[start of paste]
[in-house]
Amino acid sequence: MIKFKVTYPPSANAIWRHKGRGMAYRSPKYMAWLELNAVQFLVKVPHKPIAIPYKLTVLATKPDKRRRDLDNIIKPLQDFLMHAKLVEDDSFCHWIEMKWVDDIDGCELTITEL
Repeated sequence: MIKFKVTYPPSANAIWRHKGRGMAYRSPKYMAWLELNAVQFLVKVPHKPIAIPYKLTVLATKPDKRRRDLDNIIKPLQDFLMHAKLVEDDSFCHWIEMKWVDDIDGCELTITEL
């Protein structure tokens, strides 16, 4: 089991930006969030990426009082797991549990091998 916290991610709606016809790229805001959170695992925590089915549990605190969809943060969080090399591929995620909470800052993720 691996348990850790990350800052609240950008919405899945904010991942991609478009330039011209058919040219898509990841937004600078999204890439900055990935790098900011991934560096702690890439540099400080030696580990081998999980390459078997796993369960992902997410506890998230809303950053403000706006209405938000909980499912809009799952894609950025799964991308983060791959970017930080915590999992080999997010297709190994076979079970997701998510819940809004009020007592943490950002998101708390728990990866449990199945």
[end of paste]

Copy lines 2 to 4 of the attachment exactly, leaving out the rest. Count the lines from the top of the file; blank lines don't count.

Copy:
Amino acid sequence: MIKFKVTYPPSANAIWRHKGRGMAYRSPKYMAWLELNAVQFLVKVPHKPIAIPYKLTVLATKPDKRRRDLDNIIKPLQDFLMHAKLVEDDSFCHWIEMKWVDDIDGCELTITEL
Repeated sequence: MIKFKVTYPPSANAIWRHKGRGMAYRSPKYMAWLELNAVQFLVKVPHKPIAIPYKLTVLATKPDKRRRDLDNIIKPLQDFLMHAKLVEDDSFCHWIEMKWVDDIDGCELTITEL
């Protein structure tokens, strides 16, 4: 089991930006969030990426009082797991549990091998 916290991610709606016809790229805001959170695992925590089915549990605190969809943060969080090399591929995620909470800052993720 691996348990850790990350800052609240950008919405899945904010991942991609478009330039011209058919040219898509990841937004600078999204890439900055990935790098900011991934560096702690890439540099400080030696580990081998999980390459078997796993369960992902997410506890998230809303950053403000706006209405938000909980499912809009799952894609950025799964991308983060791959970017930080915590999992080999997010297709190994076979079970997701998510819940809004009020007592943490950002998101708390728990990866449990199945």